Friday, May 5, 2017

Lanzarote's architectural genius Manrique lives on in brilliant work

Cesar Manrique's beautiful concert hall was created in a volcanic cave. 
The native son's vision transformed his beloved island of Lanzarote in Spain's Canary Islands.

Lanzarote's unique volcanic architecture inspired Cesar Manrique.
  One of the longest volcanic tunnels in the world, the Cueva de Los Verdes 
has been  protecting locals on Lanzarote for centuries.  It opened to the public
in 1964 and may be toured.  At picture's far right, Cookie aims her camera.

THE BRILLIANCE of a single man is responsible for the unique artistic look of the island of Lanzarote in the Canary Islands.
Cesar Manrique was born nearly 100 years ago, in 1919, served in the Spanish Civil War, and took a trip to New York in the early 1960s that changed his life.
Searching for "the real meaning of things," he found New York a place to indulge his artistic flights of fancy. He returned to Spain after a couple fertile years, lured to the U.S. by his cousin, Manuel Manrique, a New York psychoanalyst and writer.  New York's artists, journalists, writers, and bohemians made an impact. So did the crowds, which he compared to rats and detested.
 "Man was not created for this artificiality," he wrote. "We have an imperative need to return to the soil, to feel it, smell it."
A TRUE visionary and by far Lanzarote's most famous citizen, Manrique was a painter, architect, interior designer, gardener, sculptor, activist and environmentalist. His imprint on his beloved birthplace is universally acknowledged.  Our excellent Viator guide became teary-eyed describing his 1992 death -- ironically in an auto accident (he eschewed the increasing number of cars on his island).  He was 73. His home is now a fascinating foundation in his name, and may be toured by the public.  
LIKE EVERYTHING Manrique created, it makes brilliant use of the natural world. Built in 1968 on top of a trail from a 1730 volcanic eruption, the home incorporates volcanic bubbles into a unique living space.
Cesar Manrique -- visionary, Renaissance man --
who transformed Lanzarote into the Canary
Islands' most unique and interesting of the group.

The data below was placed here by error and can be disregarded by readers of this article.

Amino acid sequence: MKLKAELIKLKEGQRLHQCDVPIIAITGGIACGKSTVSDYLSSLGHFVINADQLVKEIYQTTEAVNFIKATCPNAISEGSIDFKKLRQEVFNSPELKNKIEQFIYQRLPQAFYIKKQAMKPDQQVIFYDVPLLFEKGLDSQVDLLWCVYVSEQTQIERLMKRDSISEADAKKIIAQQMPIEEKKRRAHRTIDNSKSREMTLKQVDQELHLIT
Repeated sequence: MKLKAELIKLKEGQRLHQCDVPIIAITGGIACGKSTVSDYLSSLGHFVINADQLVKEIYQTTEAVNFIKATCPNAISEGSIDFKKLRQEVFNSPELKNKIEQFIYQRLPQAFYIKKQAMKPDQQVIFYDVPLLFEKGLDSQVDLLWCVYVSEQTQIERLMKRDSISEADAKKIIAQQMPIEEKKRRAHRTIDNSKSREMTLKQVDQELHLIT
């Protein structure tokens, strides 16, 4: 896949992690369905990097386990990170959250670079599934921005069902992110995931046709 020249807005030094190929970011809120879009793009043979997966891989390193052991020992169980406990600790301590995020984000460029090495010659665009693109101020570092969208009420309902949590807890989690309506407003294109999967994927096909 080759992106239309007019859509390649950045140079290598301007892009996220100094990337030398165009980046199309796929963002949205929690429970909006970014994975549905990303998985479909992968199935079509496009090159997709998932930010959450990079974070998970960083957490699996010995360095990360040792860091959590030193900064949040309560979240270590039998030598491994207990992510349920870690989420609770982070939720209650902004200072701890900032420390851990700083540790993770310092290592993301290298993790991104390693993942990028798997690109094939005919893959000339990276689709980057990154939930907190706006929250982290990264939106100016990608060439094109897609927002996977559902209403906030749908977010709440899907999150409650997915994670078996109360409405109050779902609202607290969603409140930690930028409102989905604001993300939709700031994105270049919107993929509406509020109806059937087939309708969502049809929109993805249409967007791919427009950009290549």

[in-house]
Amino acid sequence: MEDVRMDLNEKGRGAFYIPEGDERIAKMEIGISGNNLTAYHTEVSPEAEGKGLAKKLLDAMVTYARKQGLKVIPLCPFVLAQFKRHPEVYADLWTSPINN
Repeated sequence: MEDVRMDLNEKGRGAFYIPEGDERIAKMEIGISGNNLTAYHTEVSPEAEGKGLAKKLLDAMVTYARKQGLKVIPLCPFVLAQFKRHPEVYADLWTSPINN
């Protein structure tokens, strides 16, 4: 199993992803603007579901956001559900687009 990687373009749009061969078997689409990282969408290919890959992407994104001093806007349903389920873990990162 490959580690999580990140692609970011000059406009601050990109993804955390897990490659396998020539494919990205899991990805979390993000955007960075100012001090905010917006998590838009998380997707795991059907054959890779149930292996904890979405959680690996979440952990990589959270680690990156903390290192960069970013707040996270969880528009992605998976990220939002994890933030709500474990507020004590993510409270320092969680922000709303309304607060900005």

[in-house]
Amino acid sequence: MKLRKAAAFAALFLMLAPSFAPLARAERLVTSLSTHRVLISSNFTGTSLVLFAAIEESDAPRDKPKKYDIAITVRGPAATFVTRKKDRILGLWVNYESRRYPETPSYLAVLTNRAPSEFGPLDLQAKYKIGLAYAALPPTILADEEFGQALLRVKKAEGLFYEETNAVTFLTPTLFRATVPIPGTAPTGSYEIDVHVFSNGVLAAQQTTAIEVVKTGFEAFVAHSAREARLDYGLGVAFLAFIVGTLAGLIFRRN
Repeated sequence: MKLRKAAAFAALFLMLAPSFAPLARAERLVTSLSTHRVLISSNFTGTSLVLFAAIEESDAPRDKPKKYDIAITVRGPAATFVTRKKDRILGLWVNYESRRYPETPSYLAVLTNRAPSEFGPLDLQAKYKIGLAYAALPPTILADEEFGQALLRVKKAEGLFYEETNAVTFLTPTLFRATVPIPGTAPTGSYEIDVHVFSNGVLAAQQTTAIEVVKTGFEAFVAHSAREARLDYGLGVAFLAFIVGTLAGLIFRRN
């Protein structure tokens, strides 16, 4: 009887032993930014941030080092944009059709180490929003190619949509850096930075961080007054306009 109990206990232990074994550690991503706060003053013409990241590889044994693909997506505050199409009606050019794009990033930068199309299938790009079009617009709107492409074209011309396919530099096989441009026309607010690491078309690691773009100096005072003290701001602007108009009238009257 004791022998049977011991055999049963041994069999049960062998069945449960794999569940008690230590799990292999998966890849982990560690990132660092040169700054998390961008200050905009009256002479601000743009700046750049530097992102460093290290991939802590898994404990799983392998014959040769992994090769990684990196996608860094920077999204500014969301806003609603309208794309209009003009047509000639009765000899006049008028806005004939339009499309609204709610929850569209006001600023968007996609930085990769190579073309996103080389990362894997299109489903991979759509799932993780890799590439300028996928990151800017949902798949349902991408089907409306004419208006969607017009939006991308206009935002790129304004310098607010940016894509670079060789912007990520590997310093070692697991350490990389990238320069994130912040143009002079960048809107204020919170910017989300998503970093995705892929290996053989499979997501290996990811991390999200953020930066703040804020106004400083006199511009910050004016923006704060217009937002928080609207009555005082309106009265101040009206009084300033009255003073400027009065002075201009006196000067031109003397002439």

Cesar Manrique's home, above, is nestled near huge
  aloe vera fields and incorporates Lanzarote's  volcanoes.

The exterior is inspired by traditional Lanzarote architecture and the home incorporates the elements Manrique deemed essential for a well rounded life: conservation and study, artistic activity and cultural reflection. He also believed in respecting the natural environment and integrating it as artfully as possible into living space. His imagination was fueled and his vision shaped during his U.S. stay by both the artists he met and the crowds and congestion he avoided.
'WHEN I returned from New York, I came with the intention of turning my native island into one of the more beautiful places in the planet, due to the endless possibilities that Lanzarote had to offer," he wrote.
Bruce Keller relaxes on a 
Lanzarote volcanic rock chair. 
This vision came true. It is impossible to imagine today's Lanzarote without Manrique. We paid homage to this brilliant man one full day's tour of his beautiful island.
The Lagomar Bar, Restaurant and Museum is a popular
place to watch Lanzarote's ocean, birdlife and sunsets. 

 In the ancient capital of Villa de Teguise, we strolled charming churches
 impressive monuments, then headed to spectacular island views from the Lagomar Museum and Bar. We explored another prime vantage point -- Peñas del Chach -- and visited an aloe vera plantation.  At Jameos del Agua with its unique volcanic tunnel and caverns, we sat in on the end of a string trio's sound test in an inspiring underground concert hall designed by Manrique.
It was a stunning experience and we hoped that the island's own maestro was listening.
Cookie makes use of the aloe's healing juice, 
applying small cubes to her hands and face.

Welk Resort Theatre in northeast San Diego County, opens "The Music
Man" tonight, for a long run through July 23. -- photo by Ken Jacques
: "The Music Man" is one of America's classic musicals and a favorite of Cookie's and Keller's.  Cookie was a young girl when she first saw the captivating story of a con man posing as a band leader. It swept her away -- along with Marian the Librarian, whom Harold Hill romances and finds himself changed. We attend the opening of this classic at Welk Resort Theatre. Join us, remembering to explore, learn and live. And catch us each weekend for a novel approach to the arts and nature-driven travel.


  1. Cannot wait to see Lanzarote for ourselves which we will soon do. Leaving Barcelona soon. Thanks for this lovely look.

  2. Rhode Island RoadiesMay 6, 2017 at 4:15 PM

    We love Lanzarote and it's absence of high-rises. Your art and prose capture it's Creator's spirit.

  3. Oregon Cruise JunkiesMay 7, 2017 at 4:15 PM

    Wow. What a brilliant man. What a legacy he left.

  4. Oregon Cruise JunkiesMay 7, 2017 at 4:43 PM

    Wow. What a brilliant man. What a legacy he left.

  5. Oregon Cruise JunkiesMay 7, 2017 at 4:43 PM

    Wow. What a brilliant man. What a legacy he left.